Short Girls

Short Girls A mesmerizing novel about estranged sisters and the cultural and family history that binds themVan and Linny Luong are as baffling to each other as their parents Vietnamese legacy is to them both Van

  • Title: Short Girls
  • Author: Bich Minh Nguyen
  • ISBN: 9780670020812
  • Page: 102
  • Format: Hardcover
  • A mesmerizing novel about estranged sisters and the cultural and family history that binds themVan and Linny Luong are as baffling to each other as their parents Vietnamese legacy is to them both Van, the quintessential overachiever, has applied the same studied diligence to her law career and marriage a beau id al that vaporized when Mr Right walked out Linny pretty,A mesmerizing novel about estranged sisters and the cultural and family history that binds themVan and Linny Luong are as baffling to each other as their parents Vietnamese legacy is to them both Van, the quintessential overachiever, has applied the same studied diligence to her law career and marriage a beau id al that vaporized when Mr Right walked out Linny pretty, fashionable, untethered is grasping for purpose when her affair with a married man takes a humiliating turn Each is the last person her sister would call, but when Mr Luong summons them home for his American citizenship party, Van and Linny find themselves communing about their past their late mother, their father s obsession with his Luong Arm invention, even the irony of their romantic straits As these unlikely confidantes chart the uncertainty that defines them, they forge a tentative new relationship and the wherewithal to overcome disappointment Hailed by the Chicago Tribune as a writer to watch, a tremendous talent, Nguyen recasts her gifts marvelously in this first novel, infusing it with humor, compassion, and insight into siblings, aging parents, and the desires and ambitions that drive us.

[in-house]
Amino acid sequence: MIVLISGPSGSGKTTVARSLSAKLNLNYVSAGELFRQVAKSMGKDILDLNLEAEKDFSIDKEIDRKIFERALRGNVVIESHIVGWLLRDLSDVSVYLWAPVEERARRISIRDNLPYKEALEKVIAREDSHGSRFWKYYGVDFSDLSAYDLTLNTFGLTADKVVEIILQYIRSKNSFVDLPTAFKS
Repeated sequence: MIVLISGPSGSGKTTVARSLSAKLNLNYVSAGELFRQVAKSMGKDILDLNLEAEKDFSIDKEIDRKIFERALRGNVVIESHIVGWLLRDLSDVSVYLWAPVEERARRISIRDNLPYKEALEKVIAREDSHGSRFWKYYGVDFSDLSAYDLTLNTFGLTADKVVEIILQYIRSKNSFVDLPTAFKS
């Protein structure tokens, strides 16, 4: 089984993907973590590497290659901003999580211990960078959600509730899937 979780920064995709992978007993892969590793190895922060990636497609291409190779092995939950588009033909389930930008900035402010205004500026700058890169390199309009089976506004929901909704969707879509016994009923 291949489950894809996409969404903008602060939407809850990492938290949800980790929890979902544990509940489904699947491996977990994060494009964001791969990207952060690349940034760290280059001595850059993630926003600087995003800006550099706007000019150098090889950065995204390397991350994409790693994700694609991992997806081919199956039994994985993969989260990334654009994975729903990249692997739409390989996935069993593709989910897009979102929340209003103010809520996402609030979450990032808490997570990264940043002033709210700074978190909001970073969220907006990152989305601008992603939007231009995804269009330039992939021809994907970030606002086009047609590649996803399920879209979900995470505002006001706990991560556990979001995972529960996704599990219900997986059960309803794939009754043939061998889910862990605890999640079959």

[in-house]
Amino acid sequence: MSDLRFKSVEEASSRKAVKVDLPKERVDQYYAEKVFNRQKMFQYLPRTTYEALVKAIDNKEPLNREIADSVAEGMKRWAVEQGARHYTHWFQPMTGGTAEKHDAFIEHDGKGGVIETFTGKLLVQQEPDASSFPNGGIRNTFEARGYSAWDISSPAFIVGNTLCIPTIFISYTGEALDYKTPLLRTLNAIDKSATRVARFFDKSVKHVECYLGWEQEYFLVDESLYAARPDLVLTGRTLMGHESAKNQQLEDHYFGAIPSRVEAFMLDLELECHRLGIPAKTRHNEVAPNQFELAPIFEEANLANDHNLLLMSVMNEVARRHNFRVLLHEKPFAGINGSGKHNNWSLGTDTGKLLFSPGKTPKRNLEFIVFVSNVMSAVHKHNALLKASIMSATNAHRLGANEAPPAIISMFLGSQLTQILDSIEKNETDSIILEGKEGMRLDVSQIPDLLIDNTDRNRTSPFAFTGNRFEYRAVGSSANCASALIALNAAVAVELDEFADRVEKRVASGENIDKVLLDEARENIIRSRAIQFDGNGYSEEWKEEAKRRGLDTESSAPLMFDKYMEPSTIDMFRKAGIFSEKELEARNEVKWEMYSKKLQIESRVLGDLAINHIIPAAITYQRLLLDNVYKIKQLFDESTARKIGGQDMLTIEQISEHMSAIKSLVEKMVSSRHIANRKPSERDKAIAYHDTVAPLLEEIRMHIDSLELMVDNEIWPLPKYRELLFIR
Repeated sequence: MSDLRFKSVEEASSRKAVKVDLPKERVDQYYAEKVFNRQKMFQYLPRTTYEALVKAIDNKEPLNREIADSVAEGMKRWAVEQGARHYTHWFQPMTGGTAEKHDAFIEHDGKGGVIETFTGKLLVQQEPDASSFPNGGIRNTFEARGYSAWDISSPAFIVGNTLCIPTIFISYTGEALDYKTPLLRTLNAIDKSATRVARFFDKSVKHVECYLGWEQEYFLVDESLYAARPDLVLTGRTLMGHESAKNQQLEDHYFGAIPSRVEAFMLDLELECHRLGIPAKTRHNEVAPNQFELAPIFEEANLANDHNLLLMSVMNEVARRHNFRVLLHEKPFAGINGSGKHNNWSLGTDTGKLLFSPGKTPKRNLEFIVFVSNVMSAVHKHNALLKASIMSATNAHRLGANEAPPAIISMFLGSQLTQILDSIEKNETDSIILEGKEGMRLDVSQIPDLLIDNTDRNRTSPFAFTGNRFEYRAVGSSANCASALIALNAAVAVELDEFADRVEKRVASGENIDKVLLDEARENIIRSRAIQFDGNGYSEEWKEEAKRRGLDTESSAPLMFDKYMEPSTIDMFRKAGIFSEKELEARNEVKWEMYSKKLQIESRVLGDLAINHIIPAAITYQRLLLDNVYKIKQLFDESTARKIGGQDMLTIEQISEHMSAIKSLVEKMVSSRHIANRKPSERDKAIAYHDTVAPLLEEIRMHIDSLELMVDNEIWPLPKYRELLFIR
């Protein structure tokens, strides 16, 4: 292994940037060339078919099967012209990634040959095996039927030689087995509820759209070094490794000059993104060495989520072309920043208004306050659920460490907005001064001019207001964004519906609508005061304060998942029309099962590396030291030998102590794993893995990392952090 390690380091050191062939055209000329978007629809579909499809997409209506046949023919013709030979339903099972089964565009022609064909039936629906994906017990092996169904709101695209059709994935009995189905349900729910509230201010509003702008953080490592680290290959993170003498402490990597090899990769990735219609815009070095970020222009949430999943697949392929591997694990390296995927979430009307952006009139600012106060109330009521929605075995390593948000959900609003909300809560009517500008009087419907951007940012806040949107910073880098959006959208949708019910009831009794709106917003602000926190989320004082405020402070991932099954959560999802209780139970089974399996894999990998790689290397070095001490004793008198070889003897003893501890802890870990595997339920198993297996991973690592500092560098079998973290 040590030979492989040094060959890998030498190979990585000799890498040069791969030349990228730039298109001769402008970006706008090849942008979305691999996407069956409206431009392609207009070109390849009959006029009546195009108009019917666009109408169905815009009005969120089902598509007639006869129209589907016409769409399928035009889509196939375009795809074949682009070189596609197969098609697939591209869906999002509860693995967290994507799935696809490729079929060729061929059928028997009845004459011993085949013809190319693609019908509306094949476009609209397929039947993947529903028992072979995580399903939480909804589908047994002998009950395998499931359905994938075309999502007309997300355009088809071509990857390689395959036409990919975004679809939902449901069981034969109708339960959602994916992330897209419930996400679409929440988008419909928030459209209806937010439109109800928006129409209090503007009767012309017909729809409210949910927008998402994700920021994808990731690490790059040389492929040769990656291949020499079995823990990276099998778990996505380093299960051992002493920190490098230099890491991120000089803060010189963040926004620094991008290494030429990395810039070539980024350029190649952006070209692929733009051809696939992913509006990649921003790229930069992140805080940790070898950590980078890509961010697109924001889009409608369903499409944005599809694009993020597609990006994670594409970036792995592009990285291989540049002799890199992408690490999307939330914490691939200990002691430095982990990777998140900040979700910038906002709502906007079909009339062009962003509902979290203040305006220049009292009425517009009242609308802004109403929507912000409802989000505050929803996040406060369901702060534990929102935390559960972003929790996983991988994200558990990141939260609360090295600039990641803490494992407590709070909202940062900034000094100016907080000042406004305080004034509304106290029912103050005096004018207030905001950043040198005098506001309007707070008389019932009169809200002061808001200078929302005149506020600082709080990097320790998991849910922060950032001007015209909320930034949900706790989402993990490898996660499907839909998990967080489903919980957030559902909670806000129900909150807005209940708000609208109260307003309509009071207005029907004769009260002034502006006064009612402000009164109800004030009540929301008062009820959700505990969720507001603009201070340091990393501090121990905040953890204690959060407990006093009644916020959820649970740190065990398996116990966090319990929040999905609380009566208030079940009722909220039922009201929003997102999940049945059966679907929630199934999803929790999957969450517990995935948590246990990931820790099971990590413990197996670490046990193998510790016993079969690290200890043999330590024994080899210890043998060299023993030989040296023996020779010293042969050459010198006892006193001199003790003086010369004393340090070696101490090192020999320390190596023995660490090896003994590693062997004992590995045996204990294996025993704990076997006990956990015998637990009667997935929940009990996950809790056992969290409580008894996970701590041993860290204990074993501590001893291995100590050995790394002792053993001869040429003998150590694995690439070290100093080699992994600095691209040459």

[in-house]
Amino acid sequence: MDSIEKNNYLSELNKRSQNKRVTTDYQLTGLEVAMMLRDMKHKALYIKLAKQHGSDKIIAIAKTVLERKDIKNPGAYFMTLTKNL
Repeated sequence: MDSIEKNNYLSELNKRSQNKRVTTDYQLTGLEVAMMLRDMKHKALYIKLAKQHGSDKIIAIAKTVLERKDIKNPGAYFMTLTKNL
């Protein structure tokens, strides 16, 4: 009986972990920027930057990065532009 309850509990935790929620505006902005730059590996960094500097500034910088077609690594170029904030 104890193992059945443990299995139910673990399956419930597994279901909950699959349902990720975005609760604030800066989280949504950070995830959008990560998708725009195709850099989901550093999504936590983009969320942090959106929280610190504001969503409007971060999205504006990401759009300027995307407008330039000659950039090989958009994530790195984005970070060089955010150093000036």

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      102 Bich Minh Nguyen
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      Posted by:Bich Minh Nguyen
      Published :2018-05-27T05:55:57+00:00

    1 thought on “Short Girls”

    1. When reading the book, I sometimes had the urge to scream at the submission of some character: "This is so stupid. Why did she tolerate that?", but then I realized that that character is Vietnamese and I've been so familiar that that kind of submission in Vietnam. This book is helpful for me to understand what's it like to be a first-generation Vietnamese in the US.

    2. I know those of you, my friends, who have actually met me are now laughing and thinking, "Okay, not only does she choose books because the author happens to share her name, but she also must choose books because the title describes her stature -- or rather, her lack thereof." And you are so right -- that is exactly why I picked this book up! However, it didn't disappoint me. This is a story of sisters (I have none, so the dynamic always interests me) and of the immigrant experience. Van and Lin [...]

    3. I really don't know what made me check out this book from the library. Maybe it was the title, maybe it was because the whole book was white in color, maybe it was because the title seemed catchy. But after reading it, I find myself surprised at the fact that if I knew the story of the book before reading it, I would never have picked it up.This book tells the story of two Vietnamese American girls, Linny and Van, who were both born in the USA by first-generation Vietnamese immigrant parents. Va [...]

    4. I wanted to read this book even though I've read other Asian immigrant stories, just to hear a Vietnamese-American voice. The story is of 2 sisters, quite different in nature, who come together to help their dad celebrate his citizenship. The typical themes found in immigrant literature are here, but there isn't anything particularly remarkable about the way they are presented.Especially at the beginning, the story is mired in an excess of minute details. Even if you happen to be Vietnamese and [...]